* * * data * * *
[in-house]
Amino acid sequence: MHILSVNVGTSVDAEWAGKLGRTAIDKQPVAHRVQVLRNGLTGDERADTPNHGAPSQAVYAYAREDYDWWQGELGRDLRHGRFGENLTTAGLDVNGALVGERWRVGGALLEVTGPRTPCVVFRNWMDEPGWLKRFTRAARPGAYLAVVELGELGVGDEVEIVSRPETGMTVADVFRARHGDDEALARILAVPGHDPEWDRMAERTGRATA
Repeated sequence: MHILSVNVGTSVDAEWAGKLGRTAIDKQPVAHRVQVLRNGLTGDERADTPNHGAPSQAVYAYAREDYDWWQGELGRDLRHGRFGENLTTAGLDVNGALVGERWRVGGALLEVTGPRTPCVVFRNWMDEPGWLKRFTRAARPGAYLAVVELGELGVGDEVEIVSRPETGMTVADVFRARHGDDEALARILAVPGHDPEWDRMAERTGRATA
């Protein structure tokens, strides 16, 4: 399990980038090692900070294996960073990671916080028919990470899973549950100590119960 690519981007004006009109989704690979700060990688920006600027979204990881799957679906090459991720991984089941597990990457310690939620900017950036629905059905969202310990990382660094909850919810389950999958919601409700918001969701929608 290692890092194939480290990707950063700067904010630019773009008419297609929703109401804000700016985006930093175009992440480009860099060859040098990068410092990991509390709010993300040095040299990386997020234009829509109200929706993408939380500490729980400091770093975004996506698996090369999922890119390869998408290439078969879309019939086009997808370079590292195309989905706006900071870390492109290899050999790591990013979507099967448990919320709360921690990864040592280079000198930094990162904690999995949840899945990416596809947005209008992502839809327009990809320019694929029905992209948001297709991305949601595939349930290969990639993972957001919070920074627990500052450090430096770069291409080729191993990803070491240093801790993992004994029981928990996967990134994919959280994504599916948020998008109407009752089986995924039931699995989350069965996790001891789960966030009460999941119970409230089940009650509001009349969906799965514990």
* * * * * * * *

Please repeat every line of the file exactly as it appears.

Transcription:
[in-house]
Amino acid sequence: MHILSVNVGTSVDAEWAGKLGRTAIDKQPVAHRVQVLRNGLTGDERADTPNHGAPSQAVYAYAREDYDWWQGELGRDLRHGRFGENLTTAGLDVNGALVGERWRVGGALLEVTGPRTPCVVFRNWMDEPGWLKRFTRAARPGAYLAVVELGELGVGDEVEIVSRPETGMTVADVFRARHGDDEALARILAVPGHDPEWDRMAERTGRATA
Repeated sequence: MHILSVNVGTSVDAEWAGKLGRTAIDKQPVAHRVQVLRNGLTGDERADTPNHGAPSQAVYAYAREDYDWWQGELGRDLRHGRFGENLTTAGLDVNGALVGERWRVGGALLEVTGPRTPCVVFRNWMDEPGWLKRFTRAARPGAYLAVVELGELGVGDEVEIVSRPETGMTVADVFRARHGDDEALARILAVPGHDPEWDRMAERTGRATA
């Protein structure tokens, strides 16, 4: 399990980038090692900070294996960073990671916080028919990470899973549950100590119960 690519981007004006009109989704690979700060990688920006600027979204990881799957679906090459991720991984089941597990990457310690939620900017950036629905059905969202310990990382660094909850919810389950999958919601409700918001969701929608 290692890092194939480290990707950063700067904010630019773009008419297609929703109401804000700016985006930093175009992440480009860099060859040098990068410092990991509390709010993300040095040299990386997020234009829509109200929706993408939380500490729980400091770093975004996506698996090369999922890119390869998408290439078969879309019939086009997808370079590292195309989905706006900071870390492109290899050999790591990013979507099967448990919320709360921690990864040592280079000198930094990162904690999995949840899945990416596809947005209008992502839809327009990809320019694929029905992209948001297709991305949601595939349930290969990639993972957001919070920074627990500052450090430096770069291409080729191993990803070491240093801790993992004994029981928990996967990134994919959280994504599916948020998008109407009752089986995924039931699995989350069965996790001891789960966030009460999941119970409230089940009650509001009349969906799965514990």